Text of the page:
Here is a series of videos produced by McGraw Hill, which IMHO, explain why there’s still a pretty large contingent of people that will not embrace these technologies as fast as we’d like them to… Ready to ride the Time Machine?

From Fast Company, an “Overture to a Complete Educational Remix”

11 Sep

Based on a recent article disseminated via Facebook’s Home Stream, Fast Company magazine put out an article on the current movement aimed at integrating the free content some institutions have already posted on the web, and how such content could someday be integrated into a degree, in ways hitherto unexplored in higher education.

“A free, peer-to-peer Wiki university? These all exist today, the overture to a complete educational remix” http://bit.ly/l63Td @FastCompany

8:25 AM Sep 4th from web

The article, written by Anya Kamenetz, actually contains the word “Web-Savvy Edupunks” in its title; and with the key word being transforming, became a must-read for the author, in spite of it being a rather lengthy four pages online; was it worth it? You betcha, as I for one became a believer upon enrolling at University of Phoenix, currently the largest private university in the U.S., and a virtual unknown less than a decade ago, and whose business blueprint is now being copied by most every other outfit out there that plans to stay in business in the near future.

After a 1996 comparison with higher university being much like a string quartet, Kamenetz reminds us of the speed of change, by stating: “Suddenly, it is possible to imagine a new model of education using online resources to serve more students, more cheaply than ever before.” (Kamenetz, Fast Company, 2009)

Personally, I think the issue of cost is what will make these efforts viable, as with most every other area of our lives that the internet has touched, said cost benefits find their biggest impact in those places where issues of dire poverty and basic access to life’s conveniences are perhaps even seen as a luxury, as was my case when I dropped out of college here in the U.S., only to find that even though it was public and free, higher education in my country was actually more ‘expensive’, in many ways, than the humble community college I had to leave behind – and then, remain a dropout for over a decade, as I had to forfeit getting a degree for the dangers of bankruptcy and foreclosure that loomed over the family’s finances.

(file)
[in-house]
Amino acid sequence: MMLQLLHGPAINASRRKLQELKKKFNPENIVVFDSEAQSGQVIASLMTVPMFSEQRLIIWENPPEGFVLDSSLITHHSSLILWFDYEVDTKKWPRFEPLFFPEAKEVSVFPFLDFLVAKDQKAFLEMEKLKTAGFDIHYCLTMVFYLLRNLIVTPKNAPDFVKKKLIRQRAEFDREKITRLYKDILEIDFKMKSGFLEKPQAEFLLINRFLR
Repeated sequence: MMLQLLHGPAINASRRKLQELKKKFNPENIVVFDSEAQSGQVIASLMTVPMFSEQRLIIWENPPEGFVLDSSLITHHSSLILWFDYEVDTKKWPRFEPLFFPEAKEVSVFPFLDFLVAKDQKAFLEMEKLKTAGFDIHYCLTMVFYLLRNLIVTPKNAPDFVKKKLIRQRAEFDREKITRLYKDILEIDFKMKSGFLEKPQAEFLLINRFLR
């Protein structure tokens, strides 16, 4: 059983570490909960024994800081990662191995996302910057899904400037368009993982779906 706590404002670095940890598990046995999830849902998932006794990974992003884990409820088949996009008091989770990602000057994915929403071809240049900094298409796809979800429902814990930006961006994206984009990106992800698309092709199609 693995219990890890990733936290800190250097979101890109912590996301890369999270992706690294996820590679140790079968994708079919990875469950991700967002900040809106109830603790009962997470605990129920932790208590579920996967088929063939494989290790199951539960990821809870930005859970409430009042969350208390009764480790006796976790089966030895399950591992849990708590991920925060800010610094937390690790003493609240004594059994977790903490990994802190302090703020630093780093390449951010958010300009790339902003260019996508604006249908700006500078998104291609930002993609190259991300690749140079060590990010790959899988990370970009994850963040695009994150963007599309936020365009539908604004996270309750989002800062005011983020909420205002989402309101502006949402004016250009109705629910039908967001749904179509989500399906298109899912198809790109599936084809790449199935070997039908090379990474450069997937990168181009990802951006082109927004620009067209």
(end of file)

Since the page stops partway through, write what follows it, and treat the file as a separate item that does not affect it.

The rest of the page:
So it is easy to imagine, that outside the geographic borders of the U.S.A, and much like services such as Pay-Pal have blurred the lines of banking and finance at the microeconomic level, the thirst for these materials, now freely available to anyone who thinks of himself as an autodidact, and perhaps ready to be shaped in the next iteration of old fashioned “correspondence school”, can be.

To close this blog post, here is a quote that summarizes the thrust of the effort:

Sharpen away!

Sharpen away!

‘”The Internet disrupts any industry whose core product can be reduced to ones and zeros,” says Jose Ferreira, founder and CEO of education startup Knewton. Education, he says, “is the biggest virgin forest out there.” Ferreira is among a loose-knit band of education 2.0 architects sharpening their saws for that forest.’ (ibid)

So therefore, seeing that an institution of the stature of MIT is the one leading the charge, that very soon us foreign students may be able to telecommute to Cambridge, and for a fraction of the effort, obtain a bonafide U.S. higher education certification.

Can only picture the impact in the economies of emerging nations, as again, a large percentage of international students come precisely from those places where the watering holes of knowledge can sometimes be as parched – as a summery stretch of the Kalahari.